Monday night's lightning storms and high winds may have seemed like a relief after days of near-record heat, but they have fire officials scrambling.
In Utah County, the storm whipped up the Allred fire near Santaquin and ignited another major fire southwest of Utah Lake. Lightning also is blamed for a fire just south of Point of the Mountain near the Salt Lake County border.A lightning strike just before 5 p.m. about five miles north of Elberta, Utah County, started a blaze that spread quickly across more than 2,000 acres of sagebrush and grasslands. The fire was still burning out of control Tuesday morning.
National Weather Service meteorologist William Alder said the "dry lightning" is a headache for fire officials because it doesn't accompany much moisture and often is followed by microburst winds.
That seems to be the case with the Point of the Mountain fire, which was started when lightning apparently hit the area about 10 p.m. Monday. High winds, including 42 miles per hour in Payson and 45 miles per hour in Mapleton, helped spread the fire to about 120 acres.
Thirty firefighters battled the grass fire for about three hours, said Salt Lake County Fire Capt. Royce Hawkinson.
Utah County Sheriff's spokesman Ron Fernstedt said flames of more than 20 feet high prevented about 25 firefighters from getting control of the fire near Elberta. The land, in an area called Mosida, is used mainly by sheep ranchers. Officials were up in aircraft Tuesday morning trying to locate a herd of 2,500 sheep that was grazing in the area Monday. Crews from the county and state, and a crew from Idaho were attempting to get a perimeter around the fire Tuesday.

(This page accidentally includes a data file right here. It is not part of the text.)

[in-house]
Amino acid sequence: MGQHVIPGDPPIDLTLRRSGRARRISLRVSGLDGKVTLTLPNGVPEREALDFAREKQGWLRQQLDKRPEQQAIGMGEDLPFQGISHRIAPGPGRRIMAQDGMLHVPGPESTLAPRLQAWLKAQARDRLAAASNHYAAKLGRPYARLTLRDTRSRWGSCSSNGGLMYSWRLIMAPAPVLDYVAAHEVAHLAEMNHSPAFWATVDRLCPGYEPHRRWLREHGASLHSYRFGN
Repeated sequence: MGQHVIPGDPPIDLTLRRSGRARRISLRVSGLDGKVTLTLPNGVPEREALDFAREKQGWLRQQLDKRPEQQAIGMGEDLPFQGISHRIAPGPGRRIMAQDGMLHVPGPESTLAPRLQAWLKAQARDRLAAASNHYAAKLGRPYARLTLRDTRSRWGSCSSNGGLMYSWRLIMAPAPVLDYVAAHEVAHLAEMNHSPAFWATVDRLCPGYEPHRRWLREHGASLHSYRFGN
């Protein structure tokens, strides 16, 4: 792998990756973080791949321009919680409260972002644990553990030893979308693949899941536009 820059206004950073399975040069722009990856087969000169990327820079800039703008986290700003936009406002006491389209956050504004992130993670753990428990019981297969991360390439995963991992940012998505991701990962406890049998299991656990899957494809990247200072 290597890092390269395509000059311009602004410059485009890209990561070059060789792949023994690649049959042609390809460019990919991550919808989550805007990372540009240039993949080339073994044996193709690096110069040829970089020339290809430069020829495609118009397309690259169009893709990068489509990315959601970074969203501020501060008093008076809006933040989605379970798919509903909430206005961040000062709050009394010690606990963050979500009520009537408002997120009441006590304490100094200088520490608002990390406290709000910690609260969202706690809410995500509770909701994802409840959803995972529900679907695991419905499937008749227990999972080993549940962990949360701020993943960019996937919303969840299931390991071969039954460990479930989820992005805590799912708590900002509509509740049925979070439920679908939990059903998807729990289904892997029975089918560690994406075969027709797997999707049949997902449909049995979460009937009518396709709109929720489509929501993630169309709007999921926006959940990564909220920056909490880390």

Many of the firefighters working on the Mosida fire came from the three-day-old Allred fire. That blaze has burned more than 3,000 acres of state and private land. Crews thought they had the fire contained Monday, but Utah County Sheriff Dave Bateman said high winds Tuesday night helped flames jump the fire line and race up an area of steep terrain. When the winds died down, firefighters were able to regain control of the fire.
"We think it's about 90 percent contained right now," Bateman said Tuesday morning. "But with our limited resources we're pretty much spread out trying to fight them both."
Lightning also ignited a few smaller blazes throughout the county. Lehi fire crews spent most of the night fighting a small fire west of Camp Williams. Mapleton firefighters responded to a small brush fire started by a lightning strike.
Officials from the U.S. Forest Service are letting another small blaze in the wilderness area above Lone Peak in American Fork Canyon burn naturally. Spokeswoman Loyal Clark said the lightning-caused fire is burning in a small group of pines on steep terrain near Granite Flats.
"We're just monitoring it and making sure it doesn't escape or cause any more problems," Clark said.
Storms in southern Utah have also kept fire crews busy.
More than five very small lightning-caused fires were put out Monday near Cedar City.
Crews have contained a lightning-caused fire at Powell Point, east of Bryce Canyon, that burned 150 acres.
A fire that burned 298 acres near the town of Leamington in Millard County is believed to have been caused by railroad workers Sunday afternoon. The fire was contained Monday.